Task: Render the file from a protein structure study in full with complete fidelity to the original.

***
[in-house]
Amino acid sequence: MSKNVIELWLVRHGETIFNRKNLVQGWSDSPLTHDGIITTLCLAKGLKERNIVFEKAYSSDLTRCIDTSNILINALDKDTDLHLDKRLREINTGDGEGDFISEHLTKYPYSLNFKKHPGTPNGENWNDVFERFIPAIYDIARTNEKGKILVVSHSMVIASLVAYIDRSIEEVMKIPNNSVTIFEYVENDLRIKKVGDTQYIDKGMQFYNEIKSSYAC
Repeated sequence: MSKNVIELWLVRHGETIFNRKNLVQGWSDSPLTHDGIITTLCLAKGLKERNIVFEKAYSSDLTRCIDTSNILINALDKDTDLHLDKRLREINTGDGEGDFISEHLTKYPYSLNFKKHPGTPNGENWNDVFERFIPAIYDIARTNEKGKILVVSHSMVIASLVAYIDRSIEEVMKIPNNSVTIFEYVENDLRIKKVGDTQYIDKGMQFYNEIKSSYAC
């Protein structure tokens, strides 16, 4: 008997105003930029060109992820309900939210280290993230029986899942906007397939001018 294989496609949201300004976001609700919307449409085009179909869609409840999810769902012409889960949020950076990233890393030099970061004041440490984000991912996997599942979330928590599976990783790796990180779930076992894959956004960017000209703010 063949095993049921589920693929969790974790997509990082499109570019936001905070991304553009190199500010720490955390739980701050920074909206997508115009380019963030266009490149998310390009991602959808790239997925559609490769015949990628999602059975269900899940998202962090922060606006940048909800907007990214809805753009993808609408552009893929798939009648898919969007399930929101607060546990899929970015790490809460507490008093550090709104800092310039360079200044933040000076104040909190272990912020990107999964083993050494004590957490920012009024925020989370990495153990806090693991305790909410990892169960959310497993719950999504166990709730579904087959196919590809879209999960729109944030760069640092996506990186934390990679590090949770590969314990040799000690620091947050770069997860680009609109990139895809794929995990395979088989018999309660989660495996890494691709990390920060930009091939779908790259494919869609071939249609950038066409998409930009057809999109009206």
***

[in-house]
Amino acid sequence: MSKNVIELWLVRHGETIFNRKNLVQGWSDSPLTHDGIITTLCLAKGLKERNIVFEKAYSSDLTRCIDTSNILINALDKDTDLHLDKRLREINTGDGEGDFISEHLTKYPYSLNFKKHPGTPNGENWNDVFERFIPAIYDIARTNEKGKILVVSHSMVIASLVAYIDRSIEEVMKIPNNSVTIFEYVENDLRIKKVGDTQYIDKGMQFYNEIKSSYAC
Repeated sequence: MSKNVIELWLVRHGETIFNRKNLVQGWSDSPLTHDGIITTLCLAKGLKERNIVFEKAYSSDLTRCIDTSNILINALDKDTDLHLDKRLREINTGDGEGDFISEHLTKYPYSLNFKKHPGTPNGENWNDVFERFIPAIYDIARTNEKGKILVVSHSMVIASLVAYIDRSIEEVMKIPNNSVTIFEYVENDLRIKKVGDTQYIDKGMQFYNEIKSSYAC
């Protein structure tokens, strides 16, 4: 008997105003930029060109992820309900939210280290993230029986899942906007397939001018 294989496609949201300004976001609700919307449409085009179909869609409840999810769902012409889960949020950076990233890393030099970061004041440490984000991912996997599942979330928590599976990783790796990180779930076992894959956004960017000209703010 063949095993049921589920693929969790974790997509990082499109570019936001905070991304553009190199500010720490955390739980701050920074909206997508115009380019963030266009490149998310390009991602959808790239997925559609490769015949990628999602059975269900899940998202962090922060606006940048909800907007990214809805753009993808609408552009893929798939009648898919969007399930929101607060546990899929970015790490809460507490008093550090709104800092310039360079200044933040000076104040909190272990912020990107999964083993050494004590957490920012009024925020989370990495153990806090693991305790909410990892169960959310497993719950999504166990709730579904087959196919590809879209999960729109944030760069640092996506990186934390990679590090949770590969314990040799000690620091947050770069997860680009609109990139895809794929995990395979088989018999309660989660495996890494691709990390920060930009091939779908790259494919869609071939249609950038066409998409930009057809999109009206």